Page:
The Art of Living: What Do I Think About It?
Raja Records 2009
As a youngster growing up in Northeast Ohio, Raja (born Samuel Crumby) would escape the confines of his reality and head out to a nearby wooded area where he would have conversations with God to clear his head. This, and a myriad of other life experiences, led him to his true purpose, and that is to be a teacher and philosopher, using many vehicles, including public speaking and publishing, to get his message to the people.
Another vehicle Raja is using to spread his message is a two-CD set called The Art of Living: What Do I Think About It? Imagine Issac Hayes as a late night jazz disc jockey intoning philosophical directives for your life over a Ben Tankard soundtrack. You have a good idea of what The Art of Living sounds like.
Raja is not parsimonious with his project, as the CDs contain more than two hours of music and spoken word performances. Some of the tracks are poetic explanations of the essential points behind The Art of Living, delivered in Raja's warm and soothing but forthright voice. Others are original songs that illustrate Raja's main points. Some songs on The Art of Living are better than others; for my money the reggae-like “Anytime We Come Together” is the project’s magnum opus. A few songs pack a dizzying amount of lyrics into each stanza, turning them into recitative instead of arias.
Raja’s superb rhetorical skills deliver poetry, rap, philosophy, and song (by him and a group of polished vocalists called I AM U, including the late Malika Tabia and Raja's late spouse, Marcenia LeFleur), all of which articulate a new age spirituality that is distinctly Christian but not exclusively so. That is, people of other faiths will find his philosophical instruction just as relevant.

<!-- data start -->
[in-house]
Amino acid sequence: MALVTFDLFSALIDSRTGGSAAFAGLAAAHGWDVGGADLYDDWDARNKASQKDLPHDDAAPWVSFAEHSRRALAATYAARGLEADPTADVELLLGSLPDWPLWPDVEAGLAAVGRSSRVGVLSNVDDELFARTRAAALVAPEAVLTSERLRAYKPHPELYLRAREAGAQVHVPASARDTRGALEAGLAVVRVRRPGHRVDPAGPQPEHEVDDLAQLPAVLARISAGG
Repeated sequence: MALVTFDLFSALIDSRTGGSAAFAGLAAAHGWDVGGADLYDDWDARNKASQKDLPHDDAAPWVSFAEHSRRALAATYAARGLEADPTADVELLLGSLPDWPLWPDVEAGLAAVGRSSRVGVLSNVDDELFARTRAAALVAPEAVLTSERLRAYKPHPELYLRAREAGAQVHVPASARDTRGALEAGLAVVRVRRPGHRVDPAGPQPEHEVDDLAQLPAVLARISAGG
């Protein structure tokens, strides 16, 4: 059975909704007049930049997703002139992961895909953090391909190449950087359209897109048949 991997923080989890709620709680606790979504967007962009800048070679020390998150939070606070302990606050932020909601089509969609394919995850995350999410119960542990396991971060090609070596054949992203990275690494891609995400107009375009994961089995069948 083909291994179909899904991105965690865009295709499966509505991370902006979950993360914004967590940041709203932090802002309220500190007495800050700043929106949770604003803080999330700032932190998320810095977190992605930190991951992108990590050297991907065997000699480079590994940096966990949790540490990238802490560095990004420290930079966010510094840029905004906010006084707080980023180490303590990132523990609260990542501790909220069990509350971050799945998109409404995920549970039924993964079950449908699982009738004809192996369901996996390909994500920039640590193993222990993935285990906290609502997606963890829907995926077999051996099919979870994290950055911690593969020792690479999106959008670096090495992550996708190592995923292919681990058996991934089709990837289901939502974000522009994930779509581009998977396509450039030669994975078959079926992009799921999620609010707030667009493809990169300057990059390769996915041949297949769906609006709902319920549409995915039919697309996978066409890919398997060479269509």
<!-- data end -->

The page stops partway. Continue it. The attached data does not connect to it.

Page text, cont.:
I don’t want to steal any of Raja’s thunder, but just to give you a sense of his point, at least as I interpret it:
We, the “Children of God,” must take charge of our own lives by shaking off the many earthly shackles that we have, in part, placed upon ourselves, and embrace The Light to find and embrace our true purpose. The Kingdom of God is within ourselves, so claiming our true purpose will put us in tune with the Kingdom and help us love ourselves which, in turn, will free us to love others. And isn’t love, after all, what we’re supposed to do? War and hate are antiquated and bestial; love of self and others is the true future of humankind.
That’s the Cliff Notes version. Be prepared to listen to the project more than once because there’s a lot to digest and I guarantee you won’t get all of it in the first listening. Better yet, CD 1 also contains two PDF files with the lyrics and background information on the project, so you can follow along.
Raja calls his work “Music for a New Earth” and has trademarked it as “New Paradigm Music.” Regardless of the name, The Art of Living strikes me as an ideal performance art presentation, complete with video images, creative lighting, live music and the narrative moving along in supertitles.
Three of Five Stars
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